United Airlines, the primary subsidiary of the UAL Corporation, is a major airline of the United States with its headquarters located in unincorporated Elk Grove Township, Illinois, near its largest hub at Chicago's O'Hare International Airport.
As of December 31, 2005, it was the world's fourth-largest airline in terms of total passengers transported (behind American Airlines, Delta Air Lines and Southwest Airlines), second-largest in terms of revenue-passenger-kilometers (behind American Airlines), and third-largest in terms of total operating revenues (behind Air France-KLM and American Airlines). It employs around 57,000 people and operates about 460 aircraft.
On February 1, 2006, United emerged from Chapter 11 bankruptcy protection under which it had operated since December 9, 2002, the largest and longest airline bankruptcy case in history.
UAL traces its claim to be the oldest commercial airline in the United States to the air mail service of Walter Varney. Varney's chief pilot, Leon D. "Lee" Cuddeback, flew the first Contract Air Mail flight in a Swallow biplane from Varney's headquarters in Boise, Idaho to the railroad mail hub of Pasco, Washington on April 6, 1926 and returned the following day with 200 pounds of mail. April 6th is reckoned in the United Airlines company history as both its own birthday and date on which "true" airline transport—operating on fixed routes and fixed schedules—began. Varney Airlines' original 1925 hangar served as a portion of the terminal building for the Boise Airport until 2003, when the structure was replaced.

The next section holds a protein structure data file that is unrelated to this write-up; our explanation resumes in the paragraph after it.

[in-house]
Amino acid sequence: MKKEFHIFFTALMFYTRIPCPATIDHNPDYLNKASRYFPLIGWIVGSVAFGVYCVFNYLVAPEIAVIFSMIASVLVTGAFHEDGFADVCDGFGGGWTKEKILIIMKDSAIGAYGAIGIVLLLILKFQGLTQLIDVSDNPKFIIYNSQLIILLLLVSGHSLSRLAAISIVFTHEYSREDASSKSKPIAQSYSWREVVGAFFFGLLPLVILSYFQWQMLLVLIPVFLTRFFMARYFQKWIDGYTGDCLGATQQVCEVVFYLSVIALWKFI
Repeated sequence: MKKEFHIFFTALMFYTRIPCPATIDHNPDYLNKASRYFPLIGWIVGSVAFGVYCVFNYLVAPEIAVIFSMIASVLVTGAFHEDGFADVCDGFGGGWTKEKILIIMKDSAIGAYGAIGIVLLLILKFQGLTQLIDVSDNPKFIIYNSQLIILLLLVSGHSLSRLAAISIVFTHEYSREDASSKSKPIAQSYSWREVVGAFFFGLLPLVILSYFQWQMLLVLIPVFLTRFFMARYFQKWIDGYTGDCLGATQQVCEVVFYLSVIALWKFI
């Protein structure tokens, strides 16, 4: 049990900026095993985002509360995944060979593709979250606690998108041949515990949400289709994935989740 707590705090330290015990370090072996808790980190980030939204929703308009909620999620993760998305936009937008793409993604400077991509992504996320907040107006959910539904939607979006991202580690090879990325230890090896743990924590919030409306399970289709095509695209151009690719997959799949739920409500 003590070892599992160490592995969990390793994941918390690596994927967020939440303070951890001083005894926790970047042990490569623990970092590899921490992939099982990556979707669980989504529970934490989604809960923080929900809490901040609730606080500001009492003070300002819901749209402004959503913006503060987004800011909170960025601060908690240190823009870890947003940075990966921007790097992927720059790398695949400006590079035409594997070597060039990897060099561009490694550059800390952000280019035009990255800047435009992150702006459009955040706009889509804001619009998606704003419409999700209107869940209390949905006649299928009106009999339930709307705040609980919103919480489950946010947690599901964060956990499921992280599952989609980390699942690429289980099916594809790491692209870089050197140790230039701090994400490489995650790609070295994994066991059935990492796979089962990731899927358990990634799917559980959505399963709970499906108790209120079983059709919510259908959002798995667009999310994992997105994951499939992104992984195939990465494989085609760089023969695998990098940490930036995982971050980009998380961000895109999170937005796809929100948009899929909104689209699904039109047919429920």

In 1927, airplane pioneer William Boeing founded his own airline, Boeing Air Transport, and soon began buying other airmail carriers, including Varney's. Within four years, Boeing's holdings would grow to include a number of airlines, airplane and parts manufacturing companies, and several airports. In 1929, the company changed its name to United Aircraft - Transport Corp.
In 1930, as the capacity of airplanes proved sufficient to carry not only mail but also passengers, Boeing Air Transport hired a registered nurse, Ellen Church, to assist passengers. United claims Church as the first airline stewardess.
Following the Air Mail Scandal of 1930, the Air Mail Act of 1934 banned the common ownership of manufacturers and airlines. United Aircraft-Transport's President Philip G. Johnson was forced to resign and went on to Trans-Canada Airlines, the future Air Canada. William Boeing's company was broken into three: a parts supplier (the future United Technologies), an aircraft manufacturer (the Boeing Airplane Company), and an airline group—United Air Lines. The airline company's new president, hired to make a fresh start as airmail contracts were re-awarded in 1934, was William A. Patterson, who remained as president of United Airlines until 1963.
United benefited from the dot-com boom, which boosted traffic to its San Francisco hub, but failed to keep its costs under control and entered a downward spiral of losses after the bubble burst. In 2001, the company lost $2.14 billion on revenues of $16.14 billion and applied for a $1.5 billion loan guarantee from the federal Air Transportation Stabilization Board established in the wake of the September 11 attacks. When the application was rejected in late 2002, the company was forced to seek debtor-in-possession financing from commercial sources to cover the expected future losses.
Unable to secure additional capital, UAL Corporation filed for chapter 11 protection against bankruptcy in December. The ESOP was terminated, although by then its shares had become virtually worthless. Blame for the bankruptcy has fallen on the events of September 11, which triggered financial crisis in all the major North American airlines. However, the rise of low-cost carriers, labor disputes, and problems within the management structure of the company also contributed significantly.